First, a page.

Scott, Elinor L.
    Sanders, Johan P. M.
    Li, Jiebing
    KTH, School of Chemical Science and Engineering (CHE), Fibre and Polymer Technology, Wood Chemistry and Pulp Technology.
    Gellerstedt, Göran
    KTH, School of Chemical Science and Engineering (CHE), Fibre and Polymer Technology, Wood Chemistry and Pulp Technology.
    Fractionation, analysis, and PCA modeling of properties of four technical lignins for prediction of their application potential in binders2010In: Holzforschung, ISSN 0018-3830, E-ISSN 1437-434X, Vol. 64, no 2, p. 193-200Article in journal (Refereed)
    Abstract [en]

    Functional properties of technical lignins need to be characterized in more detail to become a higher added value renewable raw material for the chemical industry. The suitability of a lignin from different plants or trees obtained by different technical processes can only be predicted for selected applications, such as binders, if reliable analytical data are available. In the present paper, structure dependent properties of four industrial lignins were analyzed before and after successive organic solvent extractions. The lignins have been fractionated according to their molar mass by these solvents extractions. Kraft and soda lignins were shown to have different molar mass distributions and chemical compositions. Lignin carbohydrate complexes are most recalcitrant for extraction with organic solvents. These poorly soluble complexes can consist of up to 34% of carbohydrates in soda lignins. Modeling by principle component analysis (PCA) was performed aiming at prediction of the application potential of different lignins for binder production. The lignins and their fractions could be classified in different clusters based on their properties, which are structure dependent. Kraft soft-wood lignins show the highest potential for plywood binder application followed by hardwood soda lignin and the fractions of Sarkanda grass soda lignin with medium molar mass. Expectedly, the softwood lignins contain the highest number of reactive sites in ortho positions to the phenolic OH group. Moreover, these lignins have a low level of impurities and medium molar mass.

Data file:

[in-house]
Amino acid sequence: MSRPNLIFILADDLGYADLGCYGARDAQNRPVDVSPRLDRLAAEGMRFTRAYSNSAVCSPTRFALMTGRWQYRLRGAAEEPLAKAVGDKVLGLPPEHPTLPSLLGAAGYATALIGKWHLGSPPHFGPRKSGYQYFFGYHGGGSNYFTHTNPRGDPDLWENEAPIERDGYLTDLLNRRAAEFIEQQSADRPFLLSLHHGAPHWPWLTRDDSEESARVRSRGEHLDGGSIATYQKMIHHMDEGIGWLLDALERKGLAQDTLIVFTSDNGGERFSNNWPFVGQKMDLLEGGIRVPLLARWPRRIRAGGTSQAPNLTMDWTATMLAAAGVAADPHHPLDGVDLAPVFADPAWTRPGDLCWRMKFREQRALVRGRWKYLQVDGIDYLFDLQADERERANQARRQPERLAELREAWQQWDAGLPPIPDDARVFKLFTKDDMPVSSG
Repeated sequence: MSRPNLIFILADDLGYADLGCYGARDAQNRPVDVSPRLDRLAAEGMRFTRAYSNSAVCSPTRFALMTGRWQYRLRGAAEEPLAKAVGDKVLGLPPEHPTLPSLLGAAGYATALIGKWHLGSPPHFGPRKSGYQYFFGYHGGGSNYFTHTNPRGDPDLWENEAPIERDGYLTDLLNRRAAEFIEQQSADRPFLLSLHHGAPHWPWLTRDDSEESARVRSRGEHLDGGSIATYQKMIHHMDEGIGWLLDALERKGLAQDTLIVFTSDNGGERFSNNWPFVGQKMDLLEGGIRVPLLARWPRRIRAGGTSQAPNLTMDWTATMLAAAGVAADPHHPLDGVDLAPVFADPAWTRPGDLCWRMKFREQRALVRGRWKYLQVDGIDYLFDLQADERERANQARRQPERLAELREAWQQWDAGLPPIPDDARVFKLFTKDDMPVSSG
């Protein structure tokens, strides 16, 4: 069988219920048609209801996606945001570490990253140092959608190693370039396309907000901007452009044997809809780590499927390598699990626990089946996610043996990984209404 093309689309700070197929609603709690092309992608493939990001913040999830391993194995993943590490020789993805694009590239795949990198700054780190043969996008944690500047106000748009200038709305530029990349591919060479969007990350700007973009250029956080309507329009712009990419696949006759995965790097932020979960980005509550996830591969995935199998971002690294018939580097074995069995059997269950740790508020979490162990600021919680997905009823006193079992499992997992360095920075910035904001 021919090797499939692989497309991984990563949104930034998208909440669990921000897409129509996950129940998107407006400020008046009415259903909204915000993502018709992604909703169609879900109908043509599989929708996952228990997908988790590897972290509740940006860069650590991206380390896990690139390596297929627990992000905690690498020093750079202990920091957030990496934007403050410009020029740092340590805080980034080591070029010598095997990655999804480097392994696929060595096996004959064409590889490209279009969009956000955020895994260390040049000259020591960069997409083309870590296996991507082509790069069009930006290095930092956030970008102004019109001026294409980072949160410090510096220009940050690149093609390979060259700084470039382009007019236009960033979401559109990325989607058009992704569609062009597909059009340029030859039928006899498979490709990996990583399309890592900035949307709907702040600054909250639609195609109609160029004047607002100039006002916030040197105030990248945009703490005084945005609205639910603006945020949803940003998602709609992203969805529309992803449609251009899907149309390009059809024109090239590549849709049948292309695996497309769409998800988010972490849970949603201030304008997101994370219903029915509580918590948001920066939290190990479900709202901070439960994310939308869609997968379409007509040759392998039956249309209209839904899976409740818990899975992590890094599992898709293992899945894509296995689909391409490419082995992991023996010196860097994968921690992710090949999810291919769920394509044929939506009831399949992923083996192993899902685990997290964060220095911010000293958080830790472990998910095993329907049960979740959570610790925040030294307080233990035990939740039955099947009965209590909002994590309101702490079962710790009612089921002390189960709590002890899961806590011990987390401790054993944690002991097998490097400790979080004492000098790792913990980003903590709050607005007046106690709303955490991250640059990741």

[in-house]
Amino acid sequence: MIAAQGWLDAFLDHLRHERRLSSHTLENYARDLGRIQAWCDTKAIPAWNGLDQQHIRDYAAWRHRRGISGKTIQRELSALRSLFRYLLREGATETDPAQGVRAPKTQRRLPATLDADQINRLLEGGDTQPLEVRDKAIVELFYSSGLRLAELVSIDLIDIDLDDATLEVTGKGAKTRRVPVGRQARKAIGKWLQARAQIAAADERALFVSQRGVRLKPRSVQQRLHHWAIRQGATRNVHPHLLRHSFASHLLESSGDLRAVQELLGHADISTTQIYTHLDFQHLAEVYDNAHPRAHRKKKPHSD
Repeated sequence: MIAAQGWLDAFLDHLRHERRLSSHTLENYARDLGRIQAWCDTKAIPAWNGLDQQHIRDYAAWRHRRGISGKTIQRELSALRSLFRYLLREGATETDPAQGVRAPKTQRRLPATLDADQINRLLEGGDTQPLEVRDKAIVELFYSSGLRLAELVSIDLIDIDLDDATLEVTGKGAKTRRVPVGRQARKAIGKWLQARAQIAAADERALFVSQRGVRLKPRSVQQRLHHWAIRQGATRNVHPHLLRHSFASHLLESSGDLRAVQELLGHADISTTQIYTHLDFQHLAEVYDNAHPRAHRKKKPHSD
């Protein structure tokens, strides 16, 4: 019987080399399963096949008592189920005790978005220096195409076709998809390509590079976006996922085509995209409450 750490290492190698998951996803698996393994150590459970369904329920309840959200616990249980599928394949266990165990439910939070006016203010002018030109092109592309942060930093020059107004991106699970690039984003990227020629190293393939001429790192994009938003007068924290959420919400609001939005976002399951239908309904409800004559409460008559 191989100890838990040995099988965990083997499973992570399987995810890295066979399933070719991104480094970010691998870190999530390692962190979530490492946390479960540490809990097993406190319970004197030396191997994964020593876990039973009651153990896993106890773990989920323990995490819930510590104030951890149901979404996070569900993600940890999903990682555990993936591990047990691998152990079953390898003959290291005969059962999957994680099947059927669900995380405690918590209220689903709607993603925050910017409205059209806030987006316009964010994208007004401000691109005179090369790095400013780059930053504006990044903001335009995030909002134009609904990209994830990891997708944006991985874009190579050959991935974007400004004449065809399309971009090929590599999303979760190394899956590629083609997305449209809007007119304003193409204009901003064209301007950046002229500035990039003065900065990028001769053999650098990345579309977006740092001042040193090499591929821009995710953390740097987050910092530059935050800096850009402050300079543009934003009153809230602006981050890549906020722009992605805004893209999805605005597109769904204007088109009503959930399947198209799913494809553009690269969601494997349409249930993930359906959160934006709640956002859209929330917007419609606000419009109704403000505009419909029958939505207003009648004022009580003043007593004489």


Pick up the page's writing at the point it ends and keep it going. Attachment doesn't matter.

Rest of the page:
• 31.
    Henriksson, Gunnar
    et al.
    KTH, School of Chemical Science and Engineering (CHE), Fibre and Polymer Technology, Wood Chemistry and Pulp Technology.
    Lawoko, Martin
    Martin, Maria Eugenia Eugenio
    Gellerstedt, Göran
    KTH, School of Chemical Science and Engineering (CHE), Fibre and Polymer Technology, Wood Chemistry and Pulp Technology.
    Lignin-carbohydrate network in wood and pulps: A determinant for reactivity2007In: Holzforschung, ISSN 0018-3830, E-ISSN 1437-434X, Vol. 61, no 6, p. 668-674Article in journal (Refereed)
    Abstract [en]

    Pretreatment of wood or kraft pulp with endoglucanase followed by swelling in urea leaves a non-crystalline residue that can be dissolved in strong aqueous sodium hydroxide-sodium borate solution. A stepwise precipitation process employing acid and barium ions can separate lignin-carbohydrate complexes enriched in individual polysaccharides. This procedure has been applied to eucalypt and birch wood and to the corresponding kraft pulps. Thioacidolysis of the various lignin-carbohydrate complexes was used as the major analytical technique to obtain information about the structure and structural changes in lignin. A combination of thioacidolysis and size exclusion chromatography was used to obtain knowledge on the degree of depolymerisation and repolymerisation of lignin when going from wood to chemical pulp. In contrast to spruce wood and kraft pulp, complete recovery of the lignin-carbohydrate complexes could not be obtained from hardwood samples.